Response to Purveyor (Original post)
Tue Feb 26, 2013, 01:40 PM
OKNancy (31,888 posts)
11. I posted snips from two articles in another thread.
I think people should know that he is the reason there is no mention of cuts to Medicare or SS in the sequester deal.
I can see the left going after Brennan, but Lew is the most liberal of all Obama's cabinet. Like what was said in the healthcare debate... don't throw stones at the good because you don't have the perfect.
So just to restate the points, Jack Lew has spent essentially his entire career in public life — on the Hill, in the executive branch, and with universities — though he did spend about 18 months with Citigroup, which I suspect he’ll never live down. He has succeeded in every role he has taken on. He is not spectacular — from my fairly close observations, as they used to say in my high school, he brings his lunch and does an all-day job. He believes deeply in the value of the public sector, and as deeply in the importance of a high-quality public sector, in the importance of getting it right.
He hasn’t spent a lifetime in the financial private sector — I’m personally delighted President Obama did not go that way — but there is no one who knows and understands the complexities of our public finance better than Jack Lew. People always dismiss that as a green eye shade, low order kind of quality. Understanding budgets and public finance is for people who wear breast pocket pen protectors, not for the higher order idea men and women.
But this is a very good nomination, and the odds are high that Jack Lew will be a very good Treasury Secretary. Much more importantly, Jack Lew is the kind of person we all would like to see in public life.
In fact, Lew has a well-deserved reputation for homing in on the values that lurk behind the numbers. Progressives in and out of government in the late 1990s recall him as one of the key defenders of Medicare and Medicaid from the designs of axe-wielding Republicans. “There was no bigger supporter,” one liberal policy maven told me. “He saved Medicaid.” More recently, as a top Obama emissary to the deficit negotiations of the last few years, he’s been dogged in his insistence that Democrats won’t entertain the tiniest pinprick to these programs unless Republicans put revenue on the table.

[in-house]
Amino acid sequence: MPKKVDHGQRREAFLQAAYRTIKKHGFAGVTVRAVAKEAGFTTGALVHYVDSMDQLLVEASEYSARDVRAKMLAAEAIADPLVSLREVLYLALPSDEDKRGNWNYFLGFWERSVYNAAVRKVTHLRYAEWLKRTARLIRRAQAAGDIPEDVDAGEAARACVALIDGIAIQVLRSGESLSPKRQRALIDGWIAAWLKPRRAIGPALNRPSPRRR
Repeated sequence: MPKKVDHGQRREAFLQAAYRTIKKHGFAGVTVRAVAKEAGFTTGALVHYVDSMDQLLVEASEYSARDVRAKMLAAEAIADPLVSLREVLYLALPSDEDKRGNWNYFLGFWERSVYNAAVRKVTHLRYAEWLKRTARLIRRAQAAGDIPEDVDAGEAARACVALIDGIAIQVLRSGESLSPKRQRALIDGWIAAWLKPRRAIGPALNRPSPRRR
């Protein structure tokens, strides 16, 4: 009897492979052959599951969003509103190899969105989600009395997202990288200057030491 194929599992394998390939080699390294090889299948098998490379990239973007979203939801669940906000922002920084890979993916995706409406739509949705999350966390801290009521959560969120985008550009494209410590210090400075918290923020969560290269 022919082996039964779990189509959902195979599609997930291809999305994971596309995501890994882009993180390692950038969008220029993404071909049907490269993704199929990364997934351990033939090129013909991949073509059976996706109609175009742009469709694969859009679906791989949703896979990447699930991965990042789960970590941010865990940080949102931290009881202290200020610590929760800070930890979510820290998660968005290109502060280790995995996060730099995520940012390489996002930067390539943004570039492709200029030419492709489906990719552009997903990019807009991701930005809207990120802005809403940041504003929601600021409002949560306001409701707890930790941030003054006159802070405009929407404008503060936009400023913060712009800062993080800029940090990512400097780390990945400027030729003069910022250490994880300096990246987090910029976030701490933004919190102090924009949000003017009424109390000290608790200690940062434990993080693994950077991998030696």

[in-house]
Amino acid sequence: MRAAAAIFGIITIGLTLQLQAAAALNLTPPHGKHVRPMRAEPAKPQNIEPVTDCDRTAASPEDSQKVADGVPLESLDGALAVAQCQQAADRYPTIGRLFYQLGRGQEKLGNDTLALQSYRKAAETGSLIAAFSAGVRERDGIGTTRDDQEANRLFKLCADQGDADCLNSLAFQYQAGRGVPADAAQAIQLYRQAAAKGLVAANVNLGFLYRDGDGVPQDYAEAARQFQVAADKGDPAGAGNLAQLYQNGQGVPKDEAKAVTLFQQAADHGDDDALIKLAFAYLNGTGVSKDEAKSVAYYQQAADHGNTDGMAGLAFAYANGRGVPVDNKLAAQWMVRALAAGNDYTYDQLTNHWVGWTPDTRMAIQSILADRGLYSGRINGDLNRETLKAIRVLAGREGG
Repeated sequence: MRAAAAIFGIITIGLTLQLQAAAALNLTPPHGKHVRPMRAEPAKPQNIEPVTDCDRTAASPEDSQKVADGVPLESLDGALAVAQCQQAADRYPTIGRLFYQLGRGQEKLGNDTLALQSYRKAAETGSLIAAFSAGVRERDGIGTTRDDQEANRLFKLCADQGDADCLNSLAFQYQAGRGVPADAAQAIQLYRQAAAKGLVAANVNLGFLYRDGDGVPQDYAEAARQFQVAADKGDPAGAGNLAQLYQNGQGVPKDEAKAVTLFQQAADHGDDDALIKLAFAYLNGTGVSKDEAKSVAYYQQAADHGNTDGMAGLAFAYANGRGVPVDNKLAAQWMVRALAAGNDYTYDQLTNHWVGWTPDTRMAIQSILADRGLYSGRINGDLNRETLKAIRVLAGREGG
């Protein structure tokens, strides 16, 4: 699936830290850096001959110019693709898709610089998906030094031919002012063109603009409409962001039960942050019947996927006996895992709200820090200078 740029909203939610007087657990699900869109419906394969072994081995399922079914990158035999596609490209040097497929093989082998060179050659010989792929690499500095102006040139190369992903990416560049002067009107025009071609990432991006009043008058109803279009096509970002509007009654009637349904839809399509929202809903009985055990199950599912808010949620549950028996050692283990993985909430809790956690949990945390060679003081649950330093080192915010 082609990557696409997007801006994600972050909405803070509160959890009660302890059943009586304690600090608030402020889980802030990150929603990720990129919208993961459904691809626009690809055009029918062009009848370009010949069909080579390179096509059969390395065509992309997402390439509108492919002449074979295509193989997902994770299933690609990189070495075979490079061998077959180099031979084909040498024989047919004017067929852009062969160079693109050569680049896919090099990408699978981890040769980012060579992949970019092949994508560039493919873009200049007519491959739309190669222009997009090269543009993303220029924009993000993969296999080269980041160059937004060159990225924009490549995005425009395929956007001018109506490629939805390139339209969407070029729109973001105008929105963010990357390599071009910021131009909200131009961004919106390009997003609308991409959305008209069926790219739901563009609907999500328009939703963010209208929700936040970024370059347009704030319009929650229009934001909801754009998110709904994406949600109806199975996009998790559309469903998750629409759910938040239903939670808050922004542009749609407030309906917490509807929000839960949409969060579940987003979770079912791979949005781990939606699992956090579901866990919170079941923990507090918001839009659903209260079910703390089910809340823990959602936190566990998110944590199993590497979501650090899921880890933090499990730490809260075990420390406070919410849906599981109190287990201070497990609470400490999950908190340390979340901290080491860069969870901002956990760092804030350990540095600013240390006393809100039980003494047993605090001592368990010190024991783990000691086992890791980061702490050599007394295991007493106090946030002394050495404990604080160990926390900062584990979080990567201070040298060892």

That, I’d guess, is half the reason Republicans have reservations about him (at least to the extent their reservations are sincere rather than a crass play for leverage). The other half is that Lew is just plain effective. During Obama’s first confrontation with the House GOP in early 2011, John Boehner’s troops were bent on lopping $100 billion off Obama’s budget request for that year, an eye-popping sum to squeeze out of a weak economy. Obama, with Lew as his chief negotiator, eventually compromised at $78 billion, which looked at first like a massive concession, but was a pretty favorable outcome once you read the fine print. As it happened, Lew was able to produce a “headline” number that was large and pleasing to the GOP but ultimately rather meaningless: He’d conjured up cuts to piles of money that weren’t going to be spent anyway, and handed them over to Republicans wrapped in pretty little bows. “Boehner and his guys got snookered by Rob Nabors and Jack Lew,” a senior White House official told me while I was writing a book on the subject. “We protected what we wanted to protect.”
Perhaps not surprisingly, GOP leaders have repeatedly petitioned the White House to send someone other than Lew to join them at the bargaining table. Which points to at least one reason to love his nomination: It’s an instance of Obama emphatically not allowing Republicans to choose their negotiating partner, a rule he hasn’t always observed.
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I posted snips from two articles in another thread.
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